The show opened on Broadway at the Walter Kerr Theatre in November 2013, running until January 2016. Considered the most celebrated musical of the 2013-14 Broadway season, “Gentleman’s Guide” received ten 2014 Tony Award nominations, eventually winning four awards at the 68th Tony Awards ceremony: Best Musical, Direction of a Musical, Book of a Musical, and Best Costume Design. In addition, it won the Best Musical prizes from the Drama League, Drama Desk and Outer Critics Circle, and received a 2015 Grammy Award nomination for Best Musical Show Album.

 

John Rapson practically earns an Olympic medal for portraying eight distinct characters — each of the hapless D’Ysquith heirs, male and female. Each is more revolting than the last. The first is a cranky toff in breeches and a top hat, fresh off a fox hunt and brandishing the spoils (a dead fox!) Later we meet a cousin who is a reverend — barking mad and buck-toothed, slobbering and garrulous. His demise is cleverly staged with visual effects and back projection, creating a direct reference to Hitchcock’s Vertigo. Next is Lady Hyacinth – a blowsy battleship of a woman who is devoted to saving the “simple minded.” A pumped up, muscle-bound fitness fanatic — Lord D’Ysquith — is another colorful character who meets an untimely end. And so on… 

When we first meet Monty’s beloved Sibella Hallward (played brilliantly by Kristen Beth Williams) she launches into a song all about herself that begins with the line “Don’t you just love me in pink?” while transfixed by her reflection in a hand mirror. Shallow and vain, she is narcissism personified. Once Monty gets a word in edgewise, he shares his exciting news. Sibella’s immediate reaction is to scoff. She also has another (unseen) suitor, so Monty has further motivation to enact his murderous plan, attain his fortune and win the heart of this gold digger. Interestingly enough, the plot is more interesting and complicated than that. Monty soon meets the lovely Phoebe D’Ysquith (played by Adrienne Eller). She a cousin but not in line for a fortune, so a romance evolves. Soon he has to contend with a complicated love triangle.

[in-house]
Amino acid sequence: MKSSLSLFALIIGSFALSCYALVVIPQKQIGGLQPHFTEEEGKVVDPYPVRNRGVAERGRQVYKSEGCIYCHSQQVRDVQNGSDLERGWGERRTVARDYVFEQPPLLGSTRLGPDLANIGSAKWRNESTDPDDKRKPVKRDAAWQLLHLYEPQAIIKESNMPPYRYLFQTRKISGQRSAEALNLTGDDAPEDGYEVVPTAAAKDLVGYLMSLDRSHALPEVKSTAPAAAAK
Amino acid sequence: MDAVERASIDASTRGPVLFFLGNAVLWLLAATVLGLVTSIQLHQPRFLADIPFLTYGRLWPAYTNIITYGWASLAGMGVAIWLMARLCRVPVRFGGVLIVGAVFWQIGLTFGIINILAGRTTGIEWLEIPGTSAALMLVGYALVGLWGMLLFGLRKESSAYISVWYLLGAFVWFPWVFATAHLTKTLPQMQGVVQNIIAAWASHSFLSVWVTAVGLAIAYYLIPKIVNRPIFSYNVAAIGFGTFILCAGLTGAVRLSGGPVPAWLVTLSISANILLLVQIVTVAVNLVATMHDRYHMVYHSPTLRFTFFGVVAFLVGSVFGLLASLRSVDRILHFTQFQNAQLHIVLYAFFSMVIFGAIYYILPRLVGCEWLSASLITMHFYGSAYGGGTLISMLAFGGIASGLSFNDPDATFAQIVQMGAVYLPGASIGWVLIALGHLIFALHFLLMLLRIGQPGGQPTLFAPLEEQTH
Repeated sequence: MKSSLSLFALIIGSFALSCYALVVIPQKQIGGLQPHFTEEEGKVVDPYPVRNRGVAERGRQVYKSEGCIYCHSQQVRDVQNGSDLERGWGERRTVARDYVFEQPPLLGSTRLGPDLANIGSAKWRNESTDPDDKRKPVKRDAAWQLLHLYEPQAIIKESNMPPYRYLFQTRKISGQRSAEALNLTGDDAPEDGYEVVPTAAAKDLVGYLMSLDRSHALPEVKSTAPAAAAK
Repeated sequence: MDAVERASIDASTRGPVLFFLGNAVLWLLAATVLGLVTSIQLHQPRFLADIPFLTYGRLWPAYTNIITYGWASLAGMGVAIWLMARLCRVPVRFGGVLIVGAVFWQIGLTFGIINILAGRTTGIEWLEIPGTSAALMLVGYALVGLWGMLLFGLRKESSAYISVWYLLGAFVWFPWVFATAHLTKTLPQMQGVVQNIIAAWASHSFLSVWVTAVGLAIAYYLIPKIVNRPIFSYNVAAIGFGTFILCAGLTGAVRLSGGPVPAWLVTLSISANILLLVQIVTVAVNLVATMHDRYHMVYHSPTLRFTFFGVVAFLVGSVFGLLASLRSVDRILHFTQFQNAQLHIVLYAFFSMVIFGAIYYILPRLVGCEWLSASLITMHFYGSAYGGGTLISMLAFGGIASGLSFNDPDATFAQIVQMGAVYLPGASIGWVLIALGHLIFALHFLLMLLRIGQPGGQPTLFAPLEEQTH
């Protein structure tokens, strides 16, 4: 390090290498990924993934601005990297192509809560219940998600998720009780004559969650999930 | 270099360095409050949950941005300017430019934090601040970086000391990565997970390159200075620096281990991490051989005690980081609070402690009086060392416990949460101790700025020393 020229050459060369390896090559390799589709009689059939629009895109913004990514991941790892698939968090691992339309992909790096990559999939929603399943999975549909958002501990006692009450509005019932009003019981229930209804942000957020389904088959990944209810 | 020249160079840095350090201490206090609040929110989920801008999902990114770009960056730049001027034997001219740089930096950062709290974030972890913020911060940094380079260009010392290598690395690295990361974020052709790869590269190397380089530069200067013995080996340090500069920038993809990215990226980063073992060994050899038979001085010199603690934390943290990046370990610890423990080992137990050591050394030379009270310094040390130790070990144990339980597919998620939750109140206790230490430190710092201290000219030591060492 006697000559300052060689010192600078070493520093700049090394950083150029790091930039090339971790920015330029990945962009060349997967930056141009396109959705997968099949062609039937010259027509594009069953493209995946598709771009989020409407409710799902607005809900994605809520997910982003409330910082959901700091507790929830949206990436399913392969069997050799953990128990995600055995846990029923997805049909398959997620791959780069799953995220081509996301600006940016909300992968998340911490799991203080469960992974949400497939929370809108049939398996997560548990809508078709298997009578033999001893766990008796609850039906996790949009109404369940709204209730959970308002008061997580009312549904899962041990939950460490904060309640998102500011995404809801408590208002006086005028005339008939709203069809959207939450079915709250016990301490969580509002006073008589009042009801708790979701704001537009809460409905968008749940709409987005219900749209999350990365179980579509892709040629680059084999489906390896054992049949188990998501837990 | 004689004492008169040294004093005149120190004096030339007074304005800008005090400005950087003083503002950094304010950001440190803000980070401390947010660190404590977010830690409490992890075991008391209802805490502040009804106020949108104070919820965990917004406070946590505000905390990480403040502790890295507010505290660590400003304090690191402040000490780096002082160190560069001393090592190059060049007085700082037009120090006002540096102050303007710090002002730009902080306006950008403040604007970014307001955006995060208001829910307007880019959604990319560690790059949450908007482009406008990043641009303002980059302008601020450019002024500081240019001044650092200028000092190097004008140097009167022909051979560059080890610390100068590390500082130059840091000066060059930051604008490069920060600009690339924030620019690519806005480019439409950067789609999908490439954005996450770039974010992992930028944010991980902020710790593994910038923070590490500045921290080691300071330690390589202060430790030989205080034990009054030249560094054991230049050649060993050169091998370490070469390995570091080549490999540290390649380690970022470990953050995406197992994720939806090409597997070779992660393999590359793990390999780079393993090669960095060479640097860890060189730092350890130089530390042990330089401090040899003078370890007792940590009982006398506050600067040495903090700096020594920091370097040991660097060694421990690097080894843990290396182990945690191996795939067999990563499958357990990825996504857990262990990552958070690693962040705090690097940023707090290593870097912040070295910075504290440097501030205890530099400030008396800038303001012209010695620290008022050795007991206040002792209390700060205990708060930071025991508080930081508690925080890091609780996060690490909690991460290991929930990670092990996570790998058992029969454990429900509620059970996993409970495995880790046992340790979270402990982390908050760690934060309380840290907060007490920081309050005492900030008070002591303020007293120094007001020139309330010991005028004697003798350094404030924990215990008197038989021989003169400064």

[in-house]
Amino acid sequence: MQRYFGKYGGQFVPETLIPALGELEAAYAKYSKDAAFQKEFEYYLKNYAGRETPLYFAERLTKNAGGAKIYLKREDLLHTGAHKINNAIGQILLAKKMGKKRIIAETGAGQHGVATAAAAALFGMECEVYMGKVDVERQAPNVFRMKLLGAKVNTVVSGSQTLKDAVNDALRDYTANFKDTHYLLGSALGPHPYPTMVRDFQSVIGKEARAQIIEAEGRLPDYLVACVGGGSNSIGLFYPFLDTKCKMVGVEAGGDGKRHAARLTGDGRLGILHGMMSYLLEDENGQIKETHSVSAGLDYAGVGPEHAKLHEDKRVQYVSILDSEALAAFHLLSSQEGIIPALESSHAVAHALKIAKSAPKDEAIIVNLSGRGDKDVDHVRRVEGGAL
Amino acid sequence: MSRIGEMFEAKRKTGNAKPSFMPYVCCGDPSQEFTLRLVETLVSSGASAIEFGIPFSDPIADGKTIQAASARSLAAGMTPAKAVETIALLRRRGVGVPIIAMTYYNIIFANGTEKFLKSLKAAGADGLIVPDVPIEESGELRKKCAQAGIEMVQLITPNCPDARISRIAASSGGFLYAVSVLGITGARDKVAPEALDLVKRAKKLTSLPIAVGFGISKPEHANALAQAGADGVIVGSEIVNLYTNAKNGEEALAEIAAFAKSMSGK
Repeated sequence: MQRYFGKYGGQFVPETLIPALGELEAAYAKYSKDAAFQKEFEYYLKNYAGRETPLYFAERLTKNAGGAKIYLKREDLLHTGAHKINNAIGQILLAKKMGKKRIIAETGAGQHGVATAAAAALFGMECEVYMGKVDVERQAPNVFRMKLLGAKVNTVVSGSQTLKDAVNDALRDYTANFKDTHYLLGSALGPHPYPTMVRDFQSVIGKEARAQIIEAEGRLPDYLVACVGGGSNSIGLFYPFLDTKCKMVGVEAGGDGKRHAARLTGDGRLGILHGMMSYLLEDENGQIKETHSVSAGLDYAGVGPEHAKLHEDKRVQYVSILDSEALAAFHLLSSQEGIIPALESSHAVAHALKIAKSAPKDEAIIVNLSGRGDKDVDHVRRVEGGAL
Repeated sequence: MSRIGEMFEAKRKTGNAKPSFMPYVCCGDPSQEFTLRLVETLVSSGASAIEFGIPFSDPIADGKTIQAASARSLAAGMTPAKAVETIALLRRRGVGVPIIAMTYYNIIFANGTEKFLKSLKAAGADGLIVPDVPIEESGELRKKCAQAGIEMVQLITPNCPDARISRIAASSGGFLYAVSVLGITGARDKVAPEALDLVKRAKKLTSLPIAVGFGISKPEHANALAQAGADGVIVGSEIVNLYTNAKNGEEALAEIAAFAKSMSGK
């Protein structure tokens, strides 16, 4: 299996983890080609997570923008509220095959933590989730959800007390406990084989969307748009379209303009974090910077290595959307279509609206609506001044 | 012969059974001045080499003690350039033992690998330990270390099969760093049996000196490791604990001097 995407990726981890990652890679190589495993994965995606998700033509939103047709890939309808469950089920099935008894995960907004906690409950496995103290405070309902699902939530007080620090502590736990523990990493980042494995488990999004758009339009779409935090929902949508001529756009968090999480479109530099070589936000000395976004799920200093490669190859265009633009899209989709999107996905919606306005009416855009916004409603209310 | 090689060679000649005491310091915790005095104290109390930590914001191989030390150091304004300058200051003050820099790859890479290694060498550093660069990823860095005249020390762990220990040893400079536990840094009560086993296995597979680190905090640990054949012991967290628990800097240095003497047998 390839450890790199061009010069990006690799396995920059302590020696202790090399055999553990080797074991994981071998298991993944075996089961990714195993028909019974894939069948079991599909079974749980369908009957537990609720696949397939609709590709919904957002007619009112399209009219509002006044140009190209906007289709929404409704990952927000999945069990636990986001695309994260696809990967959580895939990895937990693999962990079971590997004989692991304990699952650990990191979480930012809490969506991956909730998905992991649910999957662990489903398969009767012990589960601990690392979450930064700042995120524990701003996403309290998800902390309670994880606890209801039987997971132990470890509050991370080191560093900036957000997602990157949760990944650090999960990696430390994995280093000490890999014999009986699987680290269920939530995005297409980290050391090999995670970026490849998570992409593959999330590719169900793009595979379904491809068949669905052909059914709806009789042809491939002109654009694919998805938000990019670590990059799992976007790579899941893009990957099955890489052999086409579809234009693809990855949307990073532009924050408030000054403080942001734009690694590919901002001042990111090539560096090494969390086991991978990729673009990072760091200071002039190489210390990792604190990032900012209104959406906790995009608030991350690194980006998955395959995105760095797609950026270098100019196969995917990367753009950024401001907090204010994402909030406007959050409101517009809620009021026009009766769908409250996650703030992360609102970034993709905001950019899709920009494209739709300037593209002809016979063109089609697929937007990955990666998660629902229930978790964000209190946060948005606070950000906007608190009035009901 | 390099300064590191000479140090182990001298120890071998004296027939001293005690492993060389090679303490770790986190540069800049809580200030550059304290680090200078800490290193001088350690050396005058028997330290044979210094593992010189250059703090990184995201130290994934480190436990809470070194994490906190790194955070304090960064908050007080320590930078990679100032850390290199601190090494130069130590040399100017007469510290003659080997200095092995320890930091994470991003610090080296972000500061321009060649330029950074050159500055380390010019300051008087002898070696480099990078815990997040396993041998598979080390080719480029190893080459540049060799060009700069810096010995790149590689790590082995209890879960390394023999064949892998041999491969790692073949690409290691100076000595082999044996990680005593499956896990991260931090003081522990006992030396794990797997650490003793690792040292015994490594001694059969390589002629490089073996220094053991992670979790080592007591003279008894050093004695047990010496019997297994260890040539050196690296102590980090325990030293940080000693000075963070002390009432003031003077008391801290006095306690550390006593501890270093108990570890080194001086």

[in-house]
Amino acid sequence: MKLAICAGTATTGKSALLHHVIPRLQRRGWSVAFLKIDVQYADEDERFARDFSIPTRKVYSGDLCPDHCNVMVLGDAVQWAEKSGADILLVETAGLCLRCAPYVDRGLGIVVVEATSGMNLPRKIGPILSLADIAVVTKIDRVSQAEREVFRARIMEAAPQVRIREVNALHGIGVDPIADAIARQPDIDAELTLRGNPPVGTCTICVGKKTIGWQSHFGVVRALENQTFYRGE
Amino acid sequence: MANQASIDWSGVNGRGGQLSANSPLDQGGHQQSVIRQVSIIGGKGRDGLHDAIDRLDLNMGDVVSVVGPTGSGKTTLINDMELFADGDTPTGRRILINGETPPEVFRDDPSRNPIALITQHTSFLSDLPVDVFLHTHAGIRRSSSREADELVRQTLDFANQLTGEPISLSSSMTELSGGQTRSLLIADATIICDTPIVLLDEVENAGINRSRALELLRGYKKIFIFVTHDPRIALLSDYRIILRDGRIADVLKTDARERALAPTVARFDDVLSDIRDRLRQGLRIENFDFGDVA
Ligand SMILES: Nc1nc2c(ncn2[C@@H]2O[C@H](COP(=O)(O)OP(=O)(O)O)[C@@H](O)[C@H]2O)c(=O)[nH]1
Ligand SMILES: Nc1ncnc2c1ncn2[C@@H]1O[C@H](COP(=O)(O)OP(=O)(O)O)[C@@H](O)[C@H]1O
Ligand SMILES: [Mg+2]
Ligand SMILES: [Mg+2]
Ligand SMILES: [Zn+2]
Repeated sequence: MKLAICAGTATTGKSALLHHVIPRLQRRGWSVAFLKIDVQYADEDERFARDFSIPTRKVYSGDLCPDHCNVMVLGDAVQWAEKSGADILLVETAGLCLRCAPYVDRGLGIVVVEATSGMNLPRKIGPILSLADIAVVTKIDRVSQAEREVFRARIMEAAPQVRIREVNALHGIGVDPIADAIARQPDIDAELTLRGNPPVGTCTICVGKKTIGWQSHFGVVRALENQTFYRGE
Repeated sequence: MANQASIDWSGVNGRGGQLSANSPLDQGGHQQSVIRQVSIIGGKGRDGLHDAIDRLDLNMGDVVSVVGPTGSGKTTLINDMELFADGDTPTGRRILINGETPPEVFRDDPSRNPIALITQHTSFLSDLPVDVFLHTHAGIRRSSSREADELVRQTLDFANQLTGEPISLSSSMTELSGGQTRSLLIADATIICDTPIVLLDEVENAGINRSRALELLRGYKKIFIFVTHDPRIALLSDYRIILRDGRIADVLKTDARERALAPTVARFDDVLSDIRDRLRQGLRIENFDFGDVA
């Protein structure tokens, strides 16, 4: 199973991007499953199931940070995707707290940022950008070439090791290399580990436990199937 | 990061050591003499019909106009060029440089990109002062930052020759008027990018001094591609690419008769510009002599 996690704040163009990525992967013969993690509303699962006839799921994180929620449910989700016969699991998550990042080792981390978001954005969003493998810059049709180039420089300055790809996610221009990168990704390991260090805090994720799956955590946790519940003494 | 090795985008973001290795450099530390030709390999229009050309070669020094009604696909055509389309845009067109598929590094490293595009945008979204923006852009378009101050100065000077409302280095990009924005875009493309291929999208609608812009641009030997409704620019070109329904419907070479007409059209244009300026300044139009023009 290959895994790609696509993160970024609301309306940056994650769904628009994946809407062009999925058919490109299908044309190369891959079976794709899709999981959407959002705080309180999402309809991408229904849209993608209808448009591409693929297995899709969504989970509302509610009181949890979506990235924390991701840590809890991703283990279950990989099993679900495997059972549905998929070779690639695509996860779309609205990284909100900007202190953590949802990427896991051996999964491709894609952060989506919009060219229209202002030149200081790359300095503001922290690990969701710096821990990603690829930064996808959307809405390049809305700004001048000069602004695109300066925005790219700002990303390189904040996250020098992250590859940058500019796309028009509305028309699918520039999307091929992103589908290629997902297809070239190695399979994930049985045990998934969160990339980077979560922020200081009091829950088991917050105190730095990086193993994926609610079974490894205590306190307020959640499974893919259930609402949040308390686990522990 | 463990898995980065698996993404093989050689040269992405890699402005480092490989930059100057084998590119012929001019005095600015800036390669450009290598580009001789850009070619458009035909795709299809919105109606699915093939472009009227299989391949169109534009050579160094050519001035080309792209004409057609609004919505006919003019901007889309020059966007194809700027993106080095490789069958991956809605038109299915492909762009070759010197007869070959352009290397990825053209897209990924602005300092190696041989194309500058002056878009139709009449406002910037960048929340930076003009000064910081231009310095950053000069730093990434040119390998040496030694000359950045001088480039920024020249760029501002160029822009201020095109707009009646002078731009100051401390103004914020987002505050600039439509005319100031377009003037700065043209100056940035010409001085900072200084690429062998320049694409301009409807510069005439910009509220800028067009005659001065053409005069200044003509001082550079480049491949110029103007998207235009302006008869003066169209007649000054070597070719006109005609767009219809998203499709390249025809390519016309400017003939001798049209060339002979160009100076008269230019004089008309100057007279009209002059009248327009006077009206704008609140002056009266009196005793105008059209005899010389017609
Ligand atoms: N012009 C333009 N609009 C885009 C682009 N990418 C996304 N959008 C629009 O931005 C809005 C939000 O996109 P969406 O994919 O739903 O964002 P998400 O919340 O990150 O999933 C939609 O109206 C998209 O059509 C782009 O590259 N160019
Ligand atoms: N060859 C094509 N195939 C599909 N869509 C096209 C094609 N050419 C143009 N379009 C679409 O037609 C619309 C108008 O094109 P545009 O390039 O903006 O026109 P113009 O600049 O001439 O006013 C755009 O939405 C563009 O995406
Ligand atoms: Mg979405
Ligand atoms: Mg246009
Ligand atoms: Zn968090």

One aspect that makes this show so compelling is our anti-hero’s story arc. Although he is driven by raw revenge, and he manages to dispatch most of his victims swiftly, we do see some remorse pricking his conscience. Elements of farce are also used sparingly but effectively. A highlight is an extremely sexy scene between Sibella and Monty that perfectly captures their passion and the allure of their clandestine relationship.

 

With its cracking pace and scintillating wit, this truly brilliant production is not to be missed!

 Photo by Joan Marcus.

Photo by Joan Marcus.

A Gentleman’s Guide to Love & Murder

The Ahmanson Theatre, at the Music Center

135 N. Grand Avenue

Downtown L.A. 90012

Runs until May 1, 2016.

Running time – two hours and 30 minutes, with one intermission.

Go here for more information on performance dates and times.

Tickets for “Gentleman’s Guide” are currently available by subscription only, as part of the Ahmanson Theatre’s 49th season. For information, and to purchase subscriptions online, visit CenterTheatreGroup.org/Season or call the Exclusive Season Ticket Hotline at (213) 972-4444.

 

Pauline Adamek
Pauline Adamek
Pauline Adamek is a Los Angeles-based arts enthusiast with twenty-five years' experience covering International Film Festivals and reviewing new Theatre, Film and Restaurants.

1 Comment

  1. […] There are numerous delights to be found in A Gentleman’s Guide to Love & Murder — the raucously hilarious musical play that opened last night at the Ahmanson Theatre. The ingenious and lavish puppet theater-like set, designed by Alexander Dodge; the gorgeously detailed period costumes, designed by Linda Cho; the clever book and lyrics by Robert L. FreedmanRobert L. Freedman and lovely music and lyrics by Steven Lutvak, all beautifully played by a live orchestra and sung by a cast with astounding voices.    Read more… […]